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Pride: The Power of Representation


Pride season has officially begun. Amidst the parade of rainbows, drag queens and glitter, the true ethos of pride is situated in the fight and resilience of LGBTQIA+ individuals and the power of a unified voice.  Representation is one such avenue that queer voices are shown. Whether depicted through fictional characters in films or reality television stars, representation is fundamental in familiarising queer people with mainstream audiences, and as a result provides an important insight into the complexities and struggles queer people face in wider society. 

Queer representation within Western media has historically been intertwined with societal opinions on LGBTQIA+ individuals. Unfortunately, most popular depictions have been inherently negative: often portraying gay, transgender and queer characters as offensive caricatures or as one-dimensional villains, tokens and jokes. Characters in critically acclaimed films like Norman Bates in Psycho, and Rayon in Dallas Buyers Club help reinforce negative stereotypes: with gender and sexual fluidity depicted as abnormal and performative. Despite over sixty years between the release of both films, these patterns—particularly with depictions of transgender and gender-non-conforming characters—highlights the intertwining between queer representation and wider heteronormative societal fears.

The negative tropes that connect both old and modern depictions of queerness are further perpetuated when people both in front and behind the screen who are not queer or trans, choose to portray LGTBQIA+ stories to mainstream audiences. Whilst this is a divisive issue within the queer community, what can happen is a loss of nuance and dimension within stories, a problem that is rectified when queer people tell their own narratives. Particularly with transgender representation, almost every major Hollywood movie with a trans story has used popular cisgender actors like Hillary Swank in Boys Don’t Cry and Eddie Redmayne in The Danish Girl to play trans characters. Whilst these films have been rewarded for putting trans narratives on the big screen in a more humanised manner, by casting cisgender actors as trans characters, these depictions problematically reinforce the rhetoric that trans and queerness is something performative and a costume easily removed.  In a climate where trans issues have never been more contentious, these portrayals are critical to sway societal opinion.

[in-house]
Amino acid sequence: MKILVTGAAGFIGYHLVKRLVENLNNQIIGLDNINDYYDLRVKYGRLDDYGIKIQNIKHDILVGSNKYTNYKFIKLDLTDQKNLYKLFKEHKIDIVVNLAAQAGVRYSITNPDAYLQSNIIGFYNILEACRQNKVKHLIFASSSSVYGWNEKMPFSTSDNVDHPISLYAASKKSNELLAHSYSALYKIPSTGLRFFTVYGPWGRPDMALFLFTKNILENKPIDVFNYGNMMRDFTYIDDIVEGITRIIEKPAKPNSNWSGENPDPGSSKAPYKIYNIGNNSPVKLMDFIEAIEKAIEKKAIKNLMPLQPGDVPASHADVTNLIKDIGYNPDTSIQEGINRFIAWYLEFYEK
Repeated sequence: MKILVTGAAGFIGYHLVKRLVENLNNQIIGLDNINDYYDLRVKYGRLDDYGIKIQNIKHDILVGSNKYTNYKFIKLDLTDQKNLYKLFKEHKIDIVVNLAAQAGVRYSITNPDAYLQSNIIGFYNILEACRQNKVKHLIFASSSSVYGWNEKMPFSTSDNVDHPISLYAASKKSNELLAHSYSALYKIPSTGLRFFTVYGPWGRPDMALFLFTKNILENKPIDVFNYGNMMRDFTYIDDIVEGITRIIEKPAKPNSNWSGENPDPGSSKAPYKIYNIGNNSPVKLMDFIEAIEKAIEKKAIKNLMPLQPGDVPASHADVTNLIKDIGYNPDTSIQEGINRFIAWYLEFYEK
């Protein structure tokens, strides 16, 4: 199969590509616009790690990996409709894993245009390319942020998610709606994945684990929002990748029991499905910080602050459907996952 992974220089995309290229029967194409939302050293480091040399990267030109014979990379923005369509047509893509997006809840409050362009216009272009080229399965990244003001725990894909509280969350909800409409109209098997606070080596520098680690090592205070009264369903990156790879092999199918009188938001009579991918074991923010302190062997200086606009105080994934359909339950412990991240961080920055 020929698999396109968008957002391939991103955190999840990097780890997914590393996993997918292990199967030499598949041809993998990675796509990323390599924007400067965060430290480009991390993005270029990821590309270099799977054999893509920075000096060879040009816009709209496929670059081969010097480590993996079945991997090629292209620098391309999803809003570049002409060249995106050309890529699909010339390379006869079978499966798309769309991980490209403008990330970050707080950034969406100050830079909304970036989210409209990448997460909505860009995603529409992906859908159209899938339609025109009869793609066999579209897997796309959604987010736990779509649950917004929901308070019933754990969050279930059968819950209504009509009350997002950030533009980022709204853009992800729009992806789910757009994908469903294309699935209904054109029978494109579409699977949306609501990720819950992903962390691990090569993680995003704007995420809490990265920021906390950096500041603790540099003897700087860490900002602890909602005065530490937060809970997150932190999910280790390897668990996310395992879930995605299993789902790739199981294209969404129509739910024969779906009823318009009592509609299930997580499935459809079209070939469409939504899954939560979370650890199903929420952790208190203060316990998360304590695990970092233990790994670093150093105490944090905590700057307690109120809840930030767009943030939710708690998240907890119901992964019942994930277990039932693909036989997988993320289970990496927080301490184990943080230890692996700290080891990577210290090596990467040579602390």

Whilst negative stereotypes have impacted LGBTQIA+ media representation, there are however incredible depictions of queer and trans people which have helped push back on homophobic and transphobic rhetoric. From British soap characters like Craig and John Paul in Hollyoaks and Beth and Margaret in Brookside, to award-winning movies like Moonlight and Rustin, to reality tv stars like RuPaul and Sasha Colby, positive LGBTQIA+ depictions have provided ground-breaking representation and have provided a platform where queer people can finally see themselves portrayed more authentically. In correlation to the wider acceptance and integration of LGBTQIA+ people into mainstream society (predominately lesbian and gay people) queer stories are more prevalent than ever, with the commercial and critical success of content like Heartstopper and Bottoms, showcasing the popularity of queer-led productions.  

Representation matters. For many LGBTQIA+ people, it provides an avenue of escapism: a chance to see themselves on both the big and small screen. Positive representation shows queer people that their authentic selves are normal and something to celebrate and not hide away. What needs to continue is giving queer and trans people the resources and platforms to tell their narratives, continuing to bring alight the beauty and pride of being LGBTQIA+.